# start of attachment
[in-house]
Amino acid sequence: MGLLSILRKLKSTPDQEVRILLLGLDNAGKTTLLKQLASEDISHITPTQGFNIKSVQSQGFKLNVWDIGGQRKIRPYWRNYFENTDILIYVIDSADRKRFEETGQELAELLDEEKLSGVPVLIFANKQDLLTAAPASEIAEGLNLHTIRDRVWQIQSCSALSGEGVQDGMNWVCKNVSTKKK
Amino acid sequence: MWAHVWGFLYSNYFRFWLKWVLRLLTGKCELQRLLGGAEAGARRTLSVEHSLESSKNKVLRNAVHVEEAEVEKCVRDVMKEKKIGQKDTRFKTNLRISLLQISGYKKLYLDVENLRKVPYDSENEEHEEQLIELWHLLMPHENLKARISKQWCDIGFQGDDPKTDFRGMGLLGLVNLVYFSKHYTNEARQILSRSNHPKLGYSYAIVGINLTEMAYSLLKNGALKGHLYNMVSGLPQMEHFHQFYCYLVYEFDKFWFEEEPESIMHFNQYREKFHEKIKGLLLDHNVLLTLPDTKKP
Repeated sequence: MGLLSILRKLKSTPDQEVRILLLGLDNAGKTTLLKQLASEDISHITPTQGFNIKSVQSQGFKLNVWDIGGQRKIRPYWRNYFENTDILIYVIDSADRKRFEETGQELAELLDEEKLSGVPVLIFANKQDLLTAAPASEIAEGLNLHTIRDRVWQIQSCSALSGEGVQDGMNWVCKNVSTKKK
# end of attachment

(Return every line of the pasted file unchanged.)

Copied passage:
[in-house]
Amino acid sequence: MGLLSILRKLKSTPDQEVRILLLGLDNAGKTTLLKQLASEDISHITPTQGFNIKSVQSQGFKLNVWDIGGQRKIRPYWRNYFENTDILIYVIDSADRKRFEETGQELAELLDEEKLSGVPVLIFANKQDLLTAAPASEIAEGLNLHTIRDRVWQIQSCSALSGEGVQDGMNWVCKNVSTKKK
Amino acid sequence: MWAHVWGFLYSNYFRFWLKWVLRLLTGKCELQRLLGGAEAGARRTLSVEHSLESSKNKVLRNAVHVEEAEVEKCVRDVMKEKKIGQKDTRFKTNLRISLLQISGYKKLYLDVENLRKVPYDSENEEHEEQLIELWHLLMPHENLKARISKQWCDIGFQGDDPKTDFRGMGLLGLVNLVYFSKHYTNEARQILSRSNHPKLGYSYAIVGINLTEMAYSLLKNGALKGHLYNMVSGLPQMEHFHQFYCYLVYEFDKFWFEEEPESIMHFNQYREKFHEKIKGLLLDHNVLLTLPDTKKP
Repeated sequence: MGLLSILRKLKSTPDQEVRILLLGLDNAGKTTLLKQLASEDISHITPTQGFNIKSVQSQGFKLNVWDIGGQRKIRPYWRNYFENTDILIYVIDSADRKRFEETGQELAELLDEEKLSGVPVLIFANKQDLLTAAPASEIAEGLNLHTIRDRVWQIQSCSALSGEGVQDGMNWVCKNVSTKKK